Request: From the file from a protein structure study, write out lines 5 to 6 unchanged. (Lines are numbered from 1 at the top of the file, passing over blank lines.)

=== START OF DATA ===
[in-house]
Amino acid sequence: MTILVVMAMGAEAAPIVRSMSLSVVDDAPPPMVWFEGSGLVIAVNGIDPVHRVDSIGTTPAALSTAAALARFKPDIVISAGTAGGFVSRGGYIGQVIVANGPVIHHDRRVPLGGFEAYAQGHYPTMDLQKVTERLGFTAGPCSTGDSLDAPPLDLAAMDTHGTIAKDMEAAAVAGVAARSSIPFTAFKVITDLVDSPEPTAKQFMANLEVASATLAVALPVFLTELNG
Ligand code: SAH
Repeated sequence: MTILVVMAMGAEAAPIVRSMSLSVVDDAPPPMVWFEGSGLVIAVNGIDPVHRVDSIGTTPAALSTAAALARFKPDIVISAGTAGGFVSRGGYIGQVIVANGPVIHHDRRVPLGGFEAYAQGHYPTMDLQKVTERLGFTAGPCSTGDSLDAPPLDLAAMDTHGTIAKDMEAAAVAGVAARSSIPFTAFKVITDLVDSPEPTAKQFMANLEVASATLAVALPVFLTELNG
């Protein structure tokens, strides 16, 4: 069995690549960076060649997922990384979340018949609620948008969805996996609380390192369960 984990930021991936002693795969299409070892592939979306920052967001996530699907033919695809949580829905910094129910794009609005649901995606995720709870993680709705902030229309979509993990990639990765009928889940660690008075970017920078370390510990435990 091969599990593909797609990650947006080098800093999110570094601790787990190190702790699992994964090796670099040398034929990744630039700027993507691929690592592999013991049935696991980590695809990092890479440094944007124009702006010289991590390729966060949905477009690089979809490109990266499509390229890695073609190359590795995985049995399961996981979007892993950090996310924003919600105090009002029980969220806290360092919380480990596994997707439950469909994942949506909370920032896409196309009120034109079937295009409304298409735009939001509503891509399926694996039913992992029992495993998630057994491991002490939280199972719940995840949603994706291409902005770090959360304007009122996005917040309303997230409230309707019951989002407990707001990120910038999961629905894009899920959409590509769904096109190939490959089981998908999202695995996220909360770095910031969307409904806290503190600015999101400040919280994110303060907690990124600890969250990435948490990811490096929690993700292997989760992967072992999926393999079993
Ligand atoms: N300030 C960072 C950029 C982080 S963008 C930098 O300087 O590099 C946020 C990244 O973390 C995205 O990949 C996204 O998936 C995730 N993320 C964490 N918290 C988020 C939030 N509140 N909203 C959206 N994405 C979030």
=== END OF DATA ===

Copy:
């Protein structure tokens, strides 16, 4: 069995690549960076060649997922990384979340018949609620948008969805996996609380390192369960 984990930021991936002693795969299409070892592939979306920052967001996530699907033919695809949580829905910094129910794009609005649901995606995720709870993680709705902030229309979509993990990639990765009928889940660690008075970017920078370390510990435990 091969599990593909797609990650947006080098800093999110570094601790787990190190702790699992994964090796670099040398034929990744630039700027993507691929690592592999013991049935696991980590695809990092890479440094944007124009702006010289991590390729966060949905477009690089979809490109990266499509390229890695073609190359590795995985049995399961996981979007892993950090996310924003919600105090009002029980969220806290360092919380480990596994997707439950469909994942949506909370920032896409196309009120034109079937295009409304298409735009939001509503891509399926694996039913992992029992495993998630057994491991002490939280199972719940995840949603994706291409902005770090959360304007009122996005917040309303997230409230309707019951989002407990707001990120910038999961629905894009899920959409590509769904096109190939490959089981998908999202695995996220909360770095910031969307409904806290503190600015999101400040919280994110303060907690990124600890969250990435948490990811490096929690993700292997989760992967072992999926393999079993
Ligand atoms: N300030 C960072 C950029 C982080 S963008 C930098 O300087 O590099 C946020 C990244 O973390 C995205 O990949 C996204 O998936 C995730 N993320 C964490 N918290 C988020 C939030 N509140 N909203 C959206 N994405 C979030």